Trump Accidentally Confesses To Obstruction Of Justice On Twitter

While casually announcing war with Syria on Twitter this morning, president Trump also accidentally let slip that he obstructed justice in the Russia investigation. This was the Commander in Chief’s unintentionally explicit admission of an impeachable crime: 

As Jonathan Chait notes, Trump’s caveat that there was no obstruction ‘other than I fight back’ is, well, obstruction: 

The key phrase here is “No Collusion or Obstruction (other than I fight back).” When you say “other than,” you are conceding it fits into the larger category, while identifying it as an exception: I didn’t eat the cookies you left out, other than the one that already had a bite out of it. In this case, however, “fight back” is an exception large enough to encompass all Trump’s efforts to impede the investigation into Russian interference on behalf of his campaign. Everything from demanding James Comey let Michael Flynn go free to firing Comey to dangling pardons for Paul Manafort is fighting back against the investigation. He is rebranding obstruction of justice as Trump fighting back. Of course, Trump already admitted a year ago, on camera, he fired Comey to stop the Russia investigation, so it’s hardly a Tom Cruise–Jack Nicholson moment.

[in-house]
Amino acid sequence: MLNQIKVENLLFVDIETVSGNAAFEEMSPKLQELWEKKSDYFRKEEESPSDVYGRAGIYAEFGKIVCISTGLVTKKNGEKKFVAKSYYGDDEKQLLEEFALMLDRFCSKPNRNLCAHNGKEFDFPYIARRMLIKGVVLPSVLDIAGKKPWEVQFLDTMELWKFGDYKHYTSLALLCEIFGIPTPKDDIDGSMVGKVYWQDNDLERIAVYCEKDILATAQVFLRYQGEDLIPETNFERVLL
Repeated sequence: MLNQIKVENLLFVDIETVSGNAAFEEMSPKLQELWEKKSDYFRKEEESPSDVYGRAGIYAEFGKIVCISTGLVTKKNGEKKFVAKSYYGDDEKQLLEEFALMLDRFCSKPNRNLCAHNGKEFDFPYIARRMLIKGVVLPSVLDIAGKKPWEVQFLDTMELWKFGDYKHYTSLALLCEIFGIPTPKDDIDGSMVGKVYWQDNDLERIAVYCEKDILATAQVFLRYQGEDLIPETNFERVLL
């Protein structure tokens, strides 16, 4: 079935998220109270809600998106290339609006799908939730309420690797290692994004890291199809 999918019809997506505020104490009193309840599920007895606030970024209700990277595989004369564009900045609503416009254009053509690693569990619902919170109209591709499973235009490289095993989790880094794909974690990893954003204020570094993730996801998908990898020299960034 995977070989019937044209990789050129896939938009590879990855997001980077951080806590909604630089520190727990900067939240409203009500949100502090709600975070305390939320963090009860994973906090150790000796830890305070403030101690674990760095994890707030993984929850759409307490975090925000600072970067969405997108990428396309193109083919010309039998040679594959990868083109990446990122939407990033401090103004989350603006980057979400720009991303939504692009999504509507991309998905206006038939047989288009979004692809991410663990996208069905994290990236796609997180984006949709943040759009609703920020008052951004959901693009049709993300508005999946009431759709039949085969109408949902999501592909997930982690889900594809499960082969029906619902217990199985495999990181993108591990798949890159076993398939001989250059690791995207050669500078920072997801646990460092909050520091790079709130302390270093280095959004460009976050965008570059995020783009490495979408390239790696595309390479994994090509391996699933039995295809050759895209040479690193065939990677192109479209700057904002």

Here are some other events from Trump’s past he could rebrand:

I didn’t sleep with Stormy Daniels (other than that time at the golf course).

I didn’t lie about the size of my inauguration crowd (other than that one time at a press conference).

Hillary Clinton didn’t win the popular vote (other than winning more overall votes than me).

I didn’t sexually assault multiple women (other than my ex wife and a couple of other chicks).

Trump appears to believe that by virtue of him saying or believing something, it makes it so. In his mind, firing James Comey to prevent him investigating him over his connections to Russia wasn’t obstruction of justice, but merely ‘fighting back’. The distinction may have no legal basis, but then Trump isn’t bothered about inconvenient technicalities. Unfortunately for him, the law isn’t applied subjectively — just because you don’t think you did something wrong, doesn’t mean you didn’t. And as the Mueller investigation gets ever closer to Trump and his inner circle, he will find this out the hard way. 

Ben Cohen is the editor and founder of The Daily Banter. He lives in Washington DC where he does podcasts, teaches Martial Arts, and tries to be a good father. He would be extremely disturbed if you took him too seriously.

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